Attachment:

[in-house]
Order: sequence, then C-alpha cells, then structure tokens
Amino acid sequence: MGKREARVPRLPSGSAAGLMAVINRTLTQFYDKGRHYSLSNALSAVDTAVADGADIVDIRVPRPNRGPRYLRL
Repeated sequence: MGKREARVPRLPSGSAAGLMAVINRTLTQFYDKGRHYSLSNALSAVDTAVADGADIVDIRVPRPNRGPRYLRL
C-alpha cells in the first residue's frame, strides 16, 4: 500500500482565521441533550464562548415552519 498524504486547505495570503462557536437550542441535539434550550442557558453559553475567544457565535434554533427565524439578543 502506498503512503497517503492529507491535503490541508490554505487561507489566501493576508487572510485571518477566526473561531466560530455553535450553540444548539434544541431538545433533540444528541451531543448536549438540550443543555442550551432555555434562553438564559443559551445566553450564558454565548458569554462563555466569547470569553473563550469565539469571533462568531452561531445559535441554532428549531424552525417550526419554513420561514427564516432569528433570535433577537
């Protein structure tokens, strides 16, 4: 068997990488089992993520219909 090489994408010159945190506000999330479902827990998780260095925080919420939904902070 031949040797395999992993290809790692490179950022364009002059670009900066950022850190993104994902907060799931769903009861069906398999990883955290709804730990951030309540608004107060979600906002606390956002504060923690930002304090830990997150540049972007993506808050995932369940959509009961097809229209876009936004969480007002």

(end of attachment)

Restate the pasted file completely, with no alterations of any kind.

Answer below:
[in-house]
Order: sequence, then C-alpha cells, then structure tokens
Amino acid sequence: MGKREARVPRLPSGSAAGLMAVINRTLTQFYDKGRHYSLSNALSAVDTAVADGADIVDIRVPRPNRGPRYLRL
Repeated sequence: MGKREARVPRLPSGSAAGLMAVINRTLTQFYDKGRHYSLSNALSAVDTAVADGADIVDIRVPRPNRGPRYLRL
C-alpha cells in the first residue's frame, strides 16, 4: 500500500482565521441533550464562548415552519 498524504486547505495570503462557536437550542441535539434550550442557558453559553475567544457565535434554533427565524439578543 502506498503512503497517503492529507491535503490541508490554505487561507489566501493576508487572510485571518477566526473561531466560530455553535450553540444548539434544541431538545433533540444528541451531543448536549438540550443543555442550551432555555434562553438564559443559551445566553450564558454565548458569554462563555466569547470569553473563550469565539469571533462568531452561531445559535441554532428549531424552525417550526419554513420561514427564516432569528433570535433577537
């Protein structure tokens, strides 16, 4: 068997990488089992993520219909 090489994408010159945190506000999330479902827990998780260095925080919420939904902070 031949040797395999992993290809790692490179950022364009002059670009900066950022850190993104994902907060799931769903009861069906398999990883955290709804730990951030309540608004107060979600906002606390956002504060923690930002304090830990997150540049972007993506808050995932369940959509009961097809229209876009936004969480007002």